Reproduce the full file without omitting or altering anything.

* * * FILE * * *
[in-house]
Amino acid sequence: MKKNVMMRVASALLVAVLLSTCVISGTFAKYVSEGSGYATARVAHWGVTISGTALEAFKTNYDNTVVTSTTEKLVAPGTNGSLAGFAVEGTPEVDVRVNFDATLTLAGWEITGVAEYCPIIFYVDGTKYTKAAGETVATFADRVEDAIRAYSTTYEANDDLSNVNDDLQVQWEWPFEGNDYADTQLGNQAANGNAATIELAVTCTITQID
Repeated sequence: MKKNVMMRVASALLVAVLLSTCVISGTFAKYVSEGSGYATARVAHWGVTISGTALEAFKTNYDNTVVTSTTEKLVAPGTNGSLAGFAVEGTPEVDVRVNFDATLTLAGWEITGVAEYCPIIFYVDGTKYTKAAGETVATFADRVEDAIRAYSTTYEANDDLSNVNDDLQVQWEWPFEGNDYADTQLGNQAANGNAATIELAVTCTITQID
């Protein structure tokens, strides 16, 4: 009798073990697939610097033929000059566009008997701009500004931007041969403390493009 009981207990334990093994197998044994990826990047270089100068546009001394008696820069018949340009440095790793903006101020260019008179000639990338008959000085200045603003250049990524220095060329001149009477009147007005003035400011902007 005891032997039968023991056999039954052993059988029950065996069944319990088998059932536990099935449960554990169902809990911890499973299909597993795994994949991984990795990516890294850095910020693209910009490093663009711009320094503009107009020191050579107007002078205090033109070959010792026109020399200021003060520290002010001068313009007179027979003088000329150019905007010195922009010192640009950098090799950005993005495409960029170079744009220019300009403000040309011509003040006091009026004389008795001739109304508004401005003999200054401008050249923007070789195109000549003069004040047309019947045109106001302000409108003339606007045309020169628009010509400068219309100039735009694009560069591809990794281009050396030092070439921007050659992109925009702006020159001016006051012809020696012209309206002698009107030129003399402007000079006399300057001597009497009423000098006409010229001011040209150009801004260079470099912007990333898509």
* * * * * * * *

[in-house]
Amino acid sequence: MKKNVMMRVASALLVAVLLSTCVISGTFAKYVSEGSGYATARVAHWGVTISGTALEAFKTNYDNTVVTSTTEKLVAPGTNGSLAGFAVEGTPEVDVRVNFDATLTLAGWEITGVAEYCPIIFYVDGTKYTKAAGETVATFADRVEDAIRAYSTTYEANDDLSNVNDDLQVQWEWPFEGNDYADTQLGNQAANGNAATIELAVTCTITQID
Repeated sequence: MKKNVMMRVASALLVAVLLSTCVISGTFAKYVSEGSGYATARVAHWGVTISGTALEAFKTNYDNTVVTSTTEKLVAPGTNGSLAGFAVEGTPEVDVRVNFDATLTLAGWEITGVAEYCPIIFYVDGTKYTKAAGETVATFADRVEDAIRAYSTTYEANDDLSNVNDDLQVQWEWPFEGNDYADTQLGNQAANGNAATIELAVTCTITQID
């Protein structure tokens, strides 16, 4: 009798073990697939610097033929000059566009008997701009500004931007041969403390493009 009981207990334990093994197998044994990826990047270089100068546009001394008696820069018949340009440095790793903006101020260019008179000639990338008959000085200045603003250049990524220095060329001149009477009147007005003035400011902007 005891032997039968023991056999039954052993059988029950065996069944319990088998059932536990099935449960554990169902809990911890499973299909597993795994994949991984990795990516890294850095910020693209910009490093663009711009320094503009107009020191050579107007002078205090033109070959010792026109020399200021003060520290002010001068313009007179027979003088000329150019905007010195922009010192640009950098090799950005993005495409960029170079744009220019300009403000040309011509003040006091009026004389008795001739109304508004401005003999200054401008050249923007070789195109000549003069004040047309019947045109106001302000409108003339606007045309020169628009010509400068219309100039735009694009560069591809990794281009050396030092070439921007050659992109925009702006020159001016006051012809020696012209309206002698009107030129003399402007000079006399300057001597009497009423000098006409010229001011040209150009801004260079470099912007990333898509």